Adam (Reubens’ co-owner) is a true inspiration to me – he is a recovering accountant who recognizes the evils of “efficiencies”¹. There are measures you can take that make life easier in some way at the expense of an infinitely small, unnoticeable sacrifice in product quality. But, add up a few of these measures and your change in quality becomes noticeable. And, worse, by allowing these changes, you’re signaling to yourself and your staff that the product’s quality may be compromised to a degree. Next thing you know, you’re running a business of trying to make a product as cheaply and efficiently as possible – you’re competing with Big Beer at their own game. Best to avoid these endeavors altogether by taking a hard line: TBCF, zero tolerance!

As much as Reuben’s exemplifies TBCF, I am sure there is still a practical limitation. Would they ever throw a half-bag of German Pilsner malt in as a substitute for 5% of a recipe’s Belgian Pilsner malt (two almost-identical ingredients)? If they did it by accident, would they dump the batch? If so, I give up. I’m not worthy. But I’m going to assume that, on occasion, they do compromise. And actually, the narrative that some breweries refuse to compromise product is really an approximation: These breweries do compromise, but they  do so on rare occasion with minimal impact.

Our objective is to put the beer first in as many instances as we possibly can. We try to foster an environment that encourages it. We have more tank capacity and brewing capacity than we need, so if a batch needs to sit longer than planned or get dumped, there’s not a rippling effect throughout our business. Like Reuben’s, we don’t have a house malt or a house yeast and we have few contracted hops, so we have maximum flexibility on choice of ingredients. Our overhead is low: we don’t have a bank note, loaned or leased equipment, we’re in a small space, and we have 1 full-time employee; thus, keeping the lights on is not the driving factor in very many decisions. We strive to maintain a lean, flexible operation with a strong balance sheet, and this affords us the ability to put the beer first with very little compromise.

And when we must compromise, we must not take it lightly. If we have those 2016 hops, and they were stored properly, we’re going to use them, because it is unlikely to impact the beer, and any such impact would be very minor. But we don’t do it without careful consideration: How can we mitigate this – perhaps we can add a slightly larger quantity to compensate for potentially reduced aroma? Perhaps we could use these earlier in the boil and bring in newer hops to dry hop? Then, how can we prevent this from happening again? How can we ensure that this year’s crop gets used this year? And finally, let’s remind ourselves that compromises such as this must be the exception rather than the norm. Maybe we should even give ourselves a few lashings to make the point (and a good Instagram post).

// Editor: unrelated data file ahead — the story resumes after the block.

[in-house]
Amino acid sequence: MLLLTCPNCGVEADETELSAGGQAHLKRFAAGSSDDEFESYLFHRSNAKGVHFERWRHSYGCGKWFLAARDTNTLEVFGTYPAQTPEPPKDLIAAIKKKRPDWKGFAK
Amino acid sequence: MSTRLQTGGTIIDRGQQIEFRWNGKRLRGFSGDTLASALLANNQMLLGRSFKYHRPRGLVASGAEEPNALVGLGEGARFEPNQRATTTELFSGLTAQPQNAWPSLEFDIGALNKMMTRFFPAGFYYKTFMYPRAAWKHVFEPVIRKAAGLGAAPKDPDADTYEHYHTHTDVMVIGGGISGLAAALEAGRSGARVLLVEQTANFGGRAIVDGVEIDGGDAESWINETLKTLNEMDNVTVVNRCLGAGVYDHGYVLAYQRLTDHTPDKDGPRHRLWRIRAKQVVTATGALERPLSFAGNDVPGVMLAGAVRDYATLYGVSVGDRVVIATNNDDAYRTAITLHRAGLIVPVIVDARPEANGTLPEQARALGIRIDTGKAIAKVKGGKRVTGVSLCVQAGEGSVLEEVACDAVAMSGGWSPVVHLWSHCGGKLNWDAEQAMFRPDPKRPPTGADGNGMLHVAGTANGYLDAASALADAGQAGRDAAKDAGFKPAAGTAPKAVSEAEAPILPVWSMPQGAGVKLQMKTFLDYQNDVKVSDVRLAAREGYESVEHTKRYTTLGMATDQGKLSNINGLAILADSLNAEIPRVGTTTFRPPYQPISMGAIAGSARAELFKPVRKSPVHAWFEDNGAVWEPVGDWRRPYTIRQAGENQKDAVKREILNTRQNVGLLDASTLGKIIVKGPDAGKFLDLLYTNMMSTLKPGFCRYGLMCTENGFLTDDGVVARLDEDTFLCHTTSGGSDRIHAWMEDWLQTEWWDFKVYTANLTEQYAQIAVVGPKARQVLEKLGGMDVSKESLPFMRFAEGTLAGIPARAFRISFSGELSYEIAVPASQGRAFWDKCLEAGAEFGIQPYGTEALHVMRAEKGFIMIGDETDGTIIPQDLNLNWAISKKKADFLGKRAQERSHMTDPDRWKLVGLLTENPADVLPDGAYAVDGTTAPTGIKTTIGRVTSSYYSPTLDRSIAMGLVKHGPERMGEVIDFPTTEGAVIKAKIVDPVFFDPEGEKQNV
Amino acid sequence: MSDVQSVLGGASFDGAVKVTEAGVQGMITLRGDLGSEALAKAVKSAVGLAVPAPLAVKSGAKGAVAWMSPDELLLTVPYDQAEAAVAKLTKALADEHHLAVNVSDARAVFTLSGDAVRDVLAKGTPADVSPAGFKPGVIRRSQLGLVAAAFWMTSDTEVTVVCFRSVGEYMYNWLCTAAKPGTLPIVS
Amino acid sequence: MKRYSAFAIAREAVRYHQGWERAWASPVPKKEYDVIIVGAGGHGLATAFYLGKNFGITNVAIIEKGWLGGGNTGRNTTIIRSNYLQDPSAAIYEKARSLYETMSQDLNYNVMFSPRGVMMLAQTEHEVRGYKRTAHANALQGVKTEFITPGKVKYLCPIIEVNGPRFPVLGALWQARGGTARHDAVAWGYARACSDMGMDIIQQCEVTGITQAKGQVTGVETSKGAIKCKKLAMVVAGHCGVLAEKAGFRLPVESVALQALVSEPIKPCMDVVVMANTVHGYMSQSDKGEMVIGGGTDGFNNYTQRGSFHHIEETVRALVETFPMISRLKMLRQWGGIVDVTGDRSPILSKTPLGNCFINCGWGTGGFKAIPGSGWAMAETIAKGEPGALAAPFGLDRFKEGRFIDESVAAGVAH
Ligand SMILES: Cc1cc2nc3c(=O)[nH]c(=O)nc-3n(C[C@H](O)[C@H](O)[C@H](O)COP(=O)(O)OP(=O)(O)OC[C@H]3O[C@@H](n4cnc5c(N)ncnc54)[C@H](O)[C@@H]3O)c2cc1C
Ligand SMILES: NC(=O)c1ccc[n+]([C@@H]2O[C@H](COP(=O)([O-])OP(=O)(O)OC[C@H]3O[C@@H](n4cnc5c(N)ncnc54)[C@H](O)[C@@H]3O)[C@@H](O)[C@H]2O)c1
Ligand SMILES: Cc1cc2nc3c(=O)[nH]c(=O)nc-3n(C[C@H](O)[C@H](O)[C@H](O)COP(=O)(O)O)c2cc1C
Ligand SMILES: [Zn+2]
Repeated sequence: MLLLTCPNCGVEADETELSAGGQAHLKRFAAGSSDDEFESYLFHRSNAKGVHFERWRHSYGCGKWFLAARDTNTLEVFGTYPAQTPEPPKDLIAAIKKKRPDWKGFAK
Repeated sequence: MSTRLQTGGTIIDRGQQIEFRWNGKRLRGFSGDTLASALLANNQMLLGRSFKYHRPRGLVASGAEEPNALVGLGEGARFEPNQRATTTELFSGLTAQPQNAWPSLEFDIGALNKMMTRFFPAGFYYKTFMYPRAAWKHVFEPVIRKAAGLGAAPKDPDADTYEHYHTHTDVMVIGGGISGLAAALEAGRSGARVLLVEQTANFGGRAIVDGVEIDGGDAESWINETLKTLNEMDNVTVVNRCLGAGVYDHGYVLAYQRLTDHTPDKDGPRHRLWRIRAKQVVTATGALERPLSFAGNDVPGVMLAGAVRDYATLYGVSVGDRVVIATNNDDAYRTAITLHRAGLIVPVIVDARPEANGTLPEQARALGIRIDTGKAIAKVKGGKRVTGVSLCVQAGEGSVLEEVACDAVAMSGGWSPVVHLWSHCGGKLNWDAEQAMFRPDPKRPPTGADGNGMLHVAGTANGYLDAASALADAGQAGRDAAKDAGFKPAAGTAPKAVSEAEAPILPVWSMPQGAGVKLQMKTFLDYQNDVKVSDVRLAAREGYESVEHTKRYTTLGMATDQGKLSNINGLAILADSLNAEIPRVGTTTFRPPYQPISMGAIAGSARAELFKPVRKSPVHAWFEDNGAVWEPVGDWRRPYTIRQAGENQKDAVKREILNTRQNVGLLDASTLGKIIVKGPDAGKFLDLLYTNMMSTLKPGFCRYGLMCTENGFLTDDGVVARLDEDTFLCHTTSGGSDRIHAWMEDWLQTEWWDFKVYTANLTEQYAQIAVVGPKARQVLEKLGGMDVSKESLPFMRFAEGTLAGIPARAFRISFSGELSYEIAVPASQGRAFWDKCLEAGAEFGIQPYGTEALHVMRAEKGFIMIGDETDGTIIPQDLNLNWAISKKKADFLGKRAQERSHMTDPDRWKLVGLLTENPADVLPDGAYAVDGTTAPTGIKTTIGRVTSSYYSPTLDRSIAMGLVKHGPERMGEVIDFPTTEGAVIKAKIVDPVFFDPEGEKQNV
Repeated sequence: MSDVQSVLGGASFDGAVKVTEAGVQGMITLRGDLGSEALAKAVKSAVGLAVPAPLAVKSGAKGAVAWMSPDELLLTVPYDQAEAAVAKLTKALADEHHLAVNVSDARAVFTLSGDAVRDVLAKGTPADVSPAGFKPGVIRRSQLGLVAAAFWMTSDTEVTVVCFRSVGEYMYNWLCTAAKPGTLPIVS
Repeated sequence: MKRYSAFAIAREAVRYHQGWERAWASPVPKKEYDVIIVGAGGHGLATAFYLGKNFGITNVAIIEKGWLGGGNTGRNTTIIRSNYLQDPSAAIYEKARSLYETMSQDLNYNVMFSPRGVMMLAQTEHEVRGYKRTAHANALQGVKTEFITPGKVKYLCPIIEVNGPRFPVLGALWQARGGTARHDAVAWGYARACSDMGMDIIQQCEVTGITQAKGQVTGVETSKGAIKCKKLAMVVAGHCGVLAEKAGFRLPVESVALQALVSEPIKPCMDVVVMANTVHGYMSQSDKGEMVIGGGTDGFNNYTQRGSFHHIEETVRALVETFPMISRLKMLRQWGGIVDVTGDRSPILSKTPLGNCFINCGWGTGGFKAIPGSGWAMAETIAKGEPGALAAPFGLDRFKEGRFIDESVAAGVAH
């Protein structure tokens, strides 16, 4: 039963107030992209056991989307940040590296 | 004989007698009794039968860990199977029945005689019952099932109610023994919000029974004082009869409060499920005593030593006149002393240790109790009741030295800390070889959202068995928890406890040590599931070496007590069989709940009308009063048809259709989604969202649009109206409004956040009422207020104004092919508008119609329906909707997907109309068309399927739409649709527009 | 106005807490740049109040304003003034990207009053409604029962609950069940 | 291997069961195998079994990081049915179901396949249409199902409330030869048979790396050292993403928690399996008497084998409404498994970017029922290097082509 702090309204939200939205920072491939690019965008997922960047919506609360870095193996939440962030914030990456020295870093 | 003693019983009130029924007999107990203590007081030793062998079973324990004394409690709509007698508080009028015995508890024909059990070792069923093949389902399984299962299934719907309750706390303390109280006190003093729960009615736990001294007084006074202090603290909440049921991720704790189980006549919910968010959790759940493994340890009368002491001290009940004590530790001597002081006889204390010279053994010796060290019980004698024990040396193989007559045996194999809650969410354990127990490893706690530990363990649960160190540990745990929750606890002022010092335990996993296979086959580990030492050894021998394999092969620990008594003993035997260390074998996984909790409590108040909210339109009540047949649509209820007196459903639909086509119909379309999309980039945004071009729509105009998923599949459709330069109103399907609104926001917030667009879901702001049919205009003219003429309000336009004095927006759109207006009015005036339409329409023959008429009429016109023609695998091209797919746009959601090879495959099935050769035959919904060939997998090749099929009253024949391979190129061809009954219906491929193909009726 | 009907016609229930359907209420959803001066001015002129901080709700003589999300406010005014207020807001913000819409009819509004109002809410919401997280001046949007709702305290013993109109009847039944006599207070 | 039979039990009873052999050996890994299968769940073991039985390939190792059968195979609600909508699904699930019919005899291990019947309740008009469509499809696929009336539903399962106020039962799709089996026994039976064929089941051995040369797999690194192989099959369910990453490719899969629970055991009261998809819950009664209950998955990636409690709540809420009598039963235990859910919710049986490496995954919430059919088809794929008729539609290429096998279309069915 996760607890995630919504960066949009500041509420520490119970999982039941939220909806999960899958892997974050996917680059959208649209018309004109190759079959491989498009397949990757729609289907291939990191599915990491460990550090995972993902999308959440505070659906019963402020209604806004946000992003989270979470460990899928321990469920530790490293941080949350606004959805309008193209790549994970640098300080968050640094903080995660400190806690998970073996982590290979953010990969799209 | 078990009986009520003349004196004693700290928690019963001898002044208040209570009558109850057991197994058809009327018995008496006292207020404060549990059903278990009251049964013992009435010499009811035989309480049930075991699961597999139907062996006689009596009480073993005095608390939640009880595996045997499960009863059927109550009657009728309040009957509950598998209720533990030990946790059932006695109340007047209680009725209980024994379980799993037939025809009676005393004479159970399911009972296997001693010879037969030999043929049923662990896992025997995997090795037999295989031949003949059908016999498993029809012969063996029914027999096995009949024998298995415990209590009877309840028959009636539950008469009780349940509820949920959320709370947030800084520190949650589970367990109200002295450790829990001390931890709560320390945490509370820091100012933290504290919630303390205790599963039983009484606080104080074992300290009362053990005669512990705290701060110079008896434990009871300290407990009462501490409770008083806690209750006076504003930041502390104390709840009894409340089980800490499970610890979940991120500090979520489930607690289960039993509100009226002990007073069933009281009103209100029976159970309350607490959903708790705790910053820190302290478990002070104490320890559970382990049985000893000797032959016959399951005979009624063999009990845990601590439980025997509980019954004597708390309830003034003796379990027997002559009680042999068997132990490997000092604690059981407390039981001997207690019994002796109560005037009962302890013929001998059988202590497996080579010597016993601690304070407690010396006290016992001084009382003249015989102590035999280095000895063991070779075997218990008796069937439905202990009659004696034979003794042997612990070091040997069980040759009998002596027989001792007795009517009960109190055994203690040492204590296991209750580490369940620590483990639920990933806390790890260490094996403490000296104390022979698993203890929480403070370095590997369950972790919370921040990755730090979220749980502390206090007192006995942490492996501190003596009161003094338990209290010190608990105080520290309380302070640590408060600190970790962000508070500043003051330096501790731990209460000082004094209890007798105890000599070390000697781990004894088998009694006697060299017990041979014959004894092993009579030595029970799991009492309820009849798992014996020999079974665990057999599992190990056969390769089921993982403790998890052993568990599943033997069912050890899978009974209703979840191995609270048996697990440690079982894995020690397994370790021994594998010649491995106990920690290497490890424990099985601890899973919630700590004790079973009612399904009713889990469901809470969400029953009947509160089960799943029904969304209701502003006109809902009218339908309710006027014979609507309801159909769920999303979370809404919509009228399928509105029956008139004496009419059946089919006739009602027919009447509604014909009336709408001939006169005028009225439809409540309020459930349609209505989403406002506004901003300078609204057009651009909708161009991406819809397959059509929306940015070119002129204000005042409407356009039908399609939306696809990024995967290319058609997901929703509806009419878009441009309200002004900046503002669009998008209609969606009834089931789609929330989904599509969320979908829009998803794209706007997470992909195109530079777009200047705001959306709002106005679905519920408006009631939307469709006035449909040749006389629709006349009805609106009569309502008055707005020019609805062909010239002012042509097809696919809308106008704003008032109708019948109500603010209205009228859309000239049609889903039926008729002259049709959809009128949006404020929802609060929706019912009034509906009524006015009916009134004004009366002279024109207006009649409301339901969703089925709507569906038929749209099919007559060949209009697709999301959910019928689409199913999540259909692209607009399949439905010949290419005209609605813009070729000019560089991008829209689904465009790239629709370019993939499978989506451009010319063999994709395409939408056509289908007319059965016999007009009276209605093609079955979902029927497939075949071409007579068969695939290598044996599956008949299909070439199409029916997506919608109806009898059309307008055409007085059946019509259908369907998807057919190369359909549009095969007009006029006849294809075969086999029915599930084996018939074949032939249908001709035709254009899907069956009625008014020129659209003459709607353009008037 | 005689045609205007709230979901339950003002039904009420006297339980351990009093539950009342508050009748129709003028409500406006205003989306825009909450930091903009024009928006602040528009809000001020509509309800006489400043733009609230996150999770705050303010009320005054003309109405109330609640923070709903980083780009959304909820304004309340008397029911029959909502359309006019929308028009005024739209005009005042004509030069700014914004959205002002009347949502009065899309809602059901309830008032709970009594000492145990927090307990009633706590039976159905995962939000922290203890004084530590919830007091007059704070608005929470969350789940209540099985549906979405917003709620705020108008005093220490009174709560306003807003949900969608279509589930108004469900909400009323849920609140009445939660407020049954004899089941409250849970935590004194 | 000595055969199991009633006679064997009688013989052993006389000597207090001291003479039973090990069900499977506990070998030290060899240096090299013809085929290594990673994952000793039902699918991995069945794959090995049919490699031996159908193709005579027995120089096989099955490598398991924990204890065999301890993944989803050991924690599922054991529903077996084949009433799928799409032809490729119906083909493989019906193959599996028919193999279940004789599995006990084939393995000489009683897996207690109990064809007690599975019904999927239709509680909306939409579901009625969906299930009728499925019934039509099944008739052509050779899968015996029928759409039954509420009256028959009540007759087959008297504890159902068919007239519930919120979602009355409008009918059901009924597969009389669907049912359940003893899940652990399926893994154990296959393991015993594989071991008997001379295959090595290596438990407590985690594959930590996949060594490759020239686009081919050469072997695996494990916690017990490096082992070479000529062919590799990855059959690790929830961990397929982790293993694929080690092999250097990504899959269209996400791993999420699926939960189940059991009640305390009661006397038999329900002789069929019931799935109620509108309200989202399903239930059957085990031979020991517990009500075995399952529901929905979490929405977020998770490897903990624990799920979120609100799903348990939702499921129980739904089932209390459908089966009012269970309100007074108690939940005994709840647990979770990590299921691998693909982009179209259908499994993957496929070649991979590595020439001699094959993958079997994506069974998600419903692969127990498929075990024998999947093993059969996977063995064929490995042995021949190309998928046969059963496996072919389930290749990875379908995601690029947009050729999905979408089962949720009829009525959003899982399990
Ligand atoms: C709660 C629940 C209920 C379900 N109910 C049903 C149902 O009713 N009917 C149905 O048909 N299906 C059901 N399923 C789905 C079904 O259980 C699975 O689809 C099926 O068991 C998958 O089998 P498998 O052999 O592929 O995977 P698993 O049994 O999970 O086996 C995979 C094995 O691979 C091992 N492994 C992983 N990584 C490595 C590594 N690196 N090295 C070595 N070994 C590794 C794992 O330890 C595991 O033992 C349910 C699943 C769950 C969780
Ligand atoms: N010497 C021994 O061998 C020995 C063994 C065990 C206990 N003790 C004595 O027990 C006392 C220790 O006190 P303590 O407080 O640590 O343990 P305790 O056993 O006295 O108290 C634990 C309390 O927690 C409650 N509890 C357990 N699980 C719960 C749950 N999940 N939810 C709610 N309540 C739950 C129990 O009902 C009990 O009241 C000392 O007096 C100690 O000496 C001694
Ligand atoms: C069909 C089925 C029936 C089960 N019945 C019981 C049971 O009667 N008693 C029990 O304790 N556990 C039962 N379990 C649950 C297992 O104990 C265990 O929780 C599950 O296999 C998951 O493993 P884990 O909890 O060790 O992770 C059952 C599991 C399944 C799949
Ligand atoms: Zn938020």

The phrase “craft beer” has become loaded: it often starts arguments about, “Is [insert beer here] really craft?”. The meaning is often debated, although the most official definition is stewarded by the Brewers Association. Like most brewers and beer enthusiasts, I have my own definition of craft beer: A craft brewery is one whose objective is to maximize the quality of its product². There’s nothing wrong with the objective of maximizing profit, which many businesses (and, by definition, all public corporations) have, but a brewery with this objective cannot simultaneously have the objective of maximizing the quality of its product. Craft brewers, on the other hand, strive to put the beer first as often as possible³.

TBCF is not above compromise, but I firmly believe that the frequency and nature of such compromises is precisely what defines us as craftsmen. Now, if you’ll excuse me, I’ve got to get back to almost always putting the beer first.

¹There’s an excellent interview with Rueben’s by Good Beer Hunting from December 2017 here.

²This is not exclusive to the stuff inside the can. In my opinion, the product includes the entire experience, including the story, the art, etc.

³I’m not saying that profit is irrelevant or unimportant. It’s necessary for survival. But it need not be the objective, just as the objective of living is not to maximize oxygen intake.